Tux In the past I have written a couple of articles on how to run Windows applications using SeamlessRDP and Sun xVM (Virtualbox) and [Linux KVM]( Linux KVM) (Kernel-based Virtual Machine). After reviewing both articles I have decided to write a new article encompassing both hypervisors and correcting some of the mistakes I have found as well improvements made by a couple of guys who have done quite a deal of testing: Thomas Hansson and Peter Clarén.

By the way – There is no reason why this guide should not work on other platforms like FreeBSD (Virtualbox, Qemu), Mac OSX (Virtualbox) or Solaris/OpenSolaris (Virtualbox) as long as the host platform is x86 or x64. The guide is centered around Ubuntu but it should be possible to use it for other Linux distributions without much work.

So, what is the reason for this article?

I run Linux on my primary machine (well, on all my machines really) but there are a few Windows application I need to run – Some run under Wine but does not act like in native Windows, some will not run under Wine. The solution was to run a virtual machine with Windows but I did not like the fact that I had to have a complete Windows desktop.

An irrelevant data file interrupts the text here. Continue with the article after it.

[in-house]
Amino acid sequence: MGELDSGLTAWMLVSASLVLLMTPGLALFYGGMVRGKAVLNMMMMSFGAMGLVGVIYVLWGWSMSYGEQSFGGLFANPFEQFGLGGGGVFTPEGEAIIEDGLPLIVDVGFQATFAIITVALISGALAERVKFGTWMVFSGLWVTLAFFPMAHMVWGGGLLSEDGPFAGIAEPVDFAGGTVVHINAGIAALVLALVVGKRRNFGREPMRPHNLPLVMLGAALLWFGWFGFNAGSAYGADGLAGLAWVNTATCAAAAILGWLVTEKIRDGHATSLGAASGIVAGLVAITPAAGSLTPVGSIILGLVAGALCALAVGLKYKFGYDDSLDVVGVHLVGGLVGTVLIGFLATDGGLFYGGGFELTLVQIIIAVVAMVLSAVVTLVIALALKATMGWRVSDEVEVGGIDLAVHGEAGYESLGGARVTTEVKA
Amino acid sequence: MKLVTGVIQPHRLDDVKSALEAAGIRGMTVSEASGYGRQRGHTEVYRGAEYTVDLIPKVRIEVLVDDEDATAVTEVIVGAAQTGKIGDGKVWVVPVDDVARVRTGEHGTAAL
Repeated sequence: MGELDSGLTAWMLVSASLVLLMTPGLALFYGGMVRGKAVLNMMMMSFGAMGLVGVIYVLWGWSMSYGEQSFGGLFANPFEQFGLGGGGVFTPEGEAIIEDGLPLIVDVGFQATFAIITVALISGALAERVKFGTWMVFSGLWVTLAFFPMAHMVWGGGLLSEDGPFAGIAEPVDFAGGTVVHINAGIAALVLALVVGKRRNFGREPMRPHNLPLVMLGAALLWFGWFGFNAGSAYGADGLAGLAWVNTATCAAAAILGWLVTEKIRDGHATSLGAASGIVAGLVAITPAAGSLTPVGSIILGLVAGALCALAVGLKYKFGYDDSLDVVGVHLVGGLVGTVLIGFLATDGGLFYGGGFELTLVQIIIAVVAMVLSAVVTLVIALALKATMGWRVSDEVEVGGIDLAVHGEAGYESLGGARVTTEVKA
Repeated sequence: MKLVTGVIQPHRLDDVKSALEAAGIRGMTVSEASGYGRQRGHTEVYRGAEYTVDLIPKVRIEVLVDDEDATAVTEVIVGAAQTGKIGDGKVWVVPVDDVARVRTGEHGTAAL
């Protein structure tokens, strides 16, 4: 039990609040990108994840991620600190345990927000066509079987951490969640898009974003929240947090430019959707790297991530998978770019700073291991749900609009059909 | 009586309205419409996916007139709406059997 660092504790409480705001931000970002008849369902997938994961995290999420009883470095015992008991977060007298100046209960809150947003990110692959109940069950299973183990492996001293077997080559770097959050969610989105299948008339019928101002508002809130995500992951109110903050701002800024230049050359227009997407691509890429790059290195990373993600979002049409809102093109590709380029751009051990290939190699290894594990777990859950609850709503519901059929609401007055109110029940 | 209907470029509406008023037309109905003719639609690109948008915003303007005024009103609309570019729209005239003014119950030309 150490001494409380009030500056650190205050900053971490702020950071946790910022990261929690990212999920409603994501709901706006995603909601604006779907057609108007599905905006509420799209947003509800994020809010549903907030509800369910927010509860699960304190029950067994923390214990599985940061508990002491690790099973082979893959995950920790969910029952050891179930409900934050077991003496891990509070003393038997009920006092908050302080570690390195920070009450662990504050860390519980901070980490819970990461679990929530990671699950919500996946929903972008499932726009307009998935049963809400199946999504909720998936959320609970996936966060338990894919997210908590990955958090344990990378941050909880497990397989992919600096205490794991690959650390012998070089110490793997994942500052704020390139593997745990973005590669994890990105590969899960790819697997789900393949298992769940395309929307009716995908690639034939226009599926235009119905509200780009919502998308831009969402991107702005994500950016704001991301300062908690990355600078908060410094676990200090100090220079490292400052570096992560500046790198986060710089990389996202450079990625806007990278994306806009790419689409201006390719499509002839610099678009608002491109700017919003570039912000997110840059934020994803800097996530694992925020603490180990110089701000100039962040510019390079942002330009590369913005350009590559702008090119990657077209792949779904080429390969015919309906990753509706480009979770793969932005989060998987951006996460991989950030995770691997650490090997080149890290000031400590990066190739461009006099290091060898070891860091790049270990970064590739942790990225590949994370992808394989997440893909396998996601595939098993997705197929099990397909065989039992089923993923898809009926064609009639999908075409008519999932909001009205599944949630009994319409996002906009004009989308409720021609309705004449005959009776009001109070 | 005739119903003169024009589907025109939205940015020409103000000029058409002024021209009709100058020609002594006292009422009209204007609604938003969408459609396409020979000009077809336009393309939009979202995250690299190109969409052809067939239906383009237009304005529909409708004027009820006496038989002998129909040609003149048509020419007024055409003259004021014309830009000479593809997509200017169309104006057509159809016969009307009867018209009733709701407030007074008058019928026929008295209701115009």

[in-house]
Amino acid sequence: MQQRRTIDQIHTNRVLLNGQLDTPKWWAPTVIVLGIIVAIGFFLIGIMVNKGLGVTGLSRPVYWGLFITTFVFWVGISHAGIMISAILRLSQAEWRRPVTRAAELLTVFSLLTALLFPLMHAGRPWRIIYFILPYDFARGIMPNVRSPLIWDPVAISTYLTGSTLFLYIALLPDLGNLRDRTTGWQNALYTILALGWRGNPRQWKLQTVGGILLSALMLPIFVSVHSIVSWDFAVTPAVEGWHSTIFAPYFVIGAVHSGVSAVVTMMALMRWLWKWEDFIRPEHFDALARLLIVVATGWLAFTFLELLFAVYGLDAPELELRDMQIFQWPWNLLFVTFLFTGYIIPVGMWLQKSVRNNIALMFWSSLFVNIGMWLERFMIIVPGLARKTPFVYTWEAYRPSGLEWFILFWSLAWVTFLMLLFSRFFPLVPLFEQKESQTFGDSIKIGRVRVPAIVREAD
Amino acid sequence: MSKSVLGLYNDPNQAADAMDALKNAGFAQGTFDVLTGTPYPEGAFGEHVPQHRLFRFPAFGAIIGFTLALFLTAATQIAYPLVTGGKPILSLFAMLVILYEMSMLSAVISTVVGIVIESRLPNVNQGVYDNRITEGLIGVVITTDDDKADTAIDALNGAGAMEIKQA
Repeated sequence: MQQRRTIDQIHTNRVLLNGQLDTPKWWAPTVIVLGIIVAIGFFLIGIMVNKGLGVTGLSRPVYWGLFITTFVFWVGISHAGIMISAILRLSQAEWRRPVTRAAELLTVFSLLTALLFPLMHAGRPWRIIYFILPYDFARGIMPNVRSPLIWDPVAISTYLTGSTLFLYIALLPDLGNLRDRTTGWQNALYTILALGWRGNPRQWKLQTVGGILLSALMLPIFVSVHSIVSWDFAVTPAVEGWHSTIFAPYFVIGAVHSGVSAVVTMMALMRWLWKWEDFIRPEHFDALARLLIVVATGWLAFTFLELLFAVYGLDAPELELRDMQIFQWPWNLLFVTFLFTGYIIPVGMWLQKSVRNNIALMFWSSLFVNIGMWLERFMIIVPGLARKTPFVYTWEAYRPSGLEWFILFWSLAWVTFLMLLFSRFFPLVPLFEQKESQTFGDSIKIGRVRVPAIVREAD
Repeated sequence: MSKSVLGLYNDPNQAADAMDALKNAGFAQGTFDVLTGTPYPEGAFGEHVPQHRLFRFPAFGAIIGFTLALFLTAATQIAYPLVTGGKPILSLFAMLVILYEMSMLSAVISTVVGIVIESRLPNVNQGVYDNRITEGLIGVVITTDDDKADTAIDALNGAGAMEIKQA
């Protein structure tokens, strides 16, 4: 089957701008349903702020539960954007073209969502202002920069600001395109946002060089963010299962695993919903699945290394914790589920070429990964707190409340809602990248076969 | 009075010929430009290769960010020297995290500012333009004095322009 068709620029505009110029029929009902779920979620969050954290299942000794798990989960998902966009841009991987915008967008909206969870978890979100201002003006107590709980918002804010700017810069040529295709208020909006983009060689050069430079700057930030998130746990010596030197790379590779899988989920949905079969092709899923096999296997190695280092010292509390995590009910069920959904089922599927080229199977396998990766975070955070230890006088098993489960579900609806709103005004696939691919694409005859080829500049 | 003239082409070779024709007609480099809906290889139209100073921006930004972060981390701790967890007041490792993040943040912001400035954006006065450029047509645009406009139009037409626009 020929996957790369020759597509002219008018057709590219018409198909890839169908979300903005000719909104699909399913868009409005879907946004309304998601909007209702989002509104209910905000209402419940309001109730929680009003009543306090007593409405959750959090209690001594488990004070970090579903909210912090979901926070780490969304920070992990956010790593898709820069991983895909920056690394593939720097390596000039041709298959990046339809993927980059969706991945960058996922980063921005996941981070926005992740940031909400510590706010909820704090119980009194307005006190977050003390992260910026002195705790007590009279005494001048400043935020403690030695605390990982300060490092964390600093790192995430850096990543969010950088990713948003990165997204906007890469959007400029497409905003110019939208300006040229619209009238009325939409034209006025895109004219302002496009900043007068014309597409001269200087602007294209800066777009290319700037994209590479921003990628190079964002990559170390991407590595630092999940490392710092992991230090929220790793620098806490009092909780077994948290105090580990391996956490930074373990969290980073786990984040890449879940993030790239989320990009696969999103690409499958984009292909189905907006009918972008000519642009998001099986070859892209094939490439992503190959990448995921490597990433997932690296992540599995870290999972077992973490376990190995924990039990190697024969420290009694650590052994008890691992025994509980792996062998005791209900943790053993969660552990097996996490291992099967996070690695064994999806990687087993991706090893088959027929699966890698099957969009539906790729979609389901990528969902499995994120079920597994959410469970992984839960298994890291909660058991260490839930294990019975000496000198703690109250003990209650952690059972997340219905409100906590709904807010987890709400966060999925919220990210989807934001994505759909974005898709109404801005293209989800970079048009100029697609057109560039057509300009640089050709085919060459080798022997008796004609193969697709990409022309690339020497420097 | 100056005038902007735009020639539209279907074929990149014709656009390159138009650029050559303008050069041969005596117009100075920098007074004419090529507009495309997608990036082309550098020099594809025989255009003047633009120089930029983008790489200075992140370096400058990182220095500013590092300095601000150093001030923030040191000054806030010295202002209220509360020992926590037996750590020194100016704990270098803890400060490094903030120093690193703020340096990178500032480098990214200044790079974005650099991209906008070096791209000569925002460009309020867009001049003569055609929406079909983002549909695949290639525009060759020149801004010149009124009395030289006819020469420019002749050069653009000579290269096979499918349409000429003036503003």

Enter SeamlessRDP. SeamlessRDP is an “extension” of the RDP protocol (originally developed by Cendio AB for their ThinLinc product).

SeamlessRDP makes it possible to run individual applications rather than a full desktop. In this mode, rdesktop creates a X11 window for each window on the server side. The remote applications can be moved, resized and restacked.

Choosing a hypervisor

I deal a lot with virtualization in job and have come to be a great fan of VMware’s line of products. Naturally I have been running VMware Workstation on my computer for a very long time but for this particular task it did not fit my needs (most noticeably it does not have the option to run “headless”) so I had to start looking at alternatives.

I started using VMware Server which worked great in version 1.x but after upgrading to 2.0 I was put of by the fact that is now uses a horrible memory hog of a web interface (which could be disabled but one is then dependent on Virtual Infrastructure Client which is Windows only).

After ditching VMware I ended up with two (equally great) products: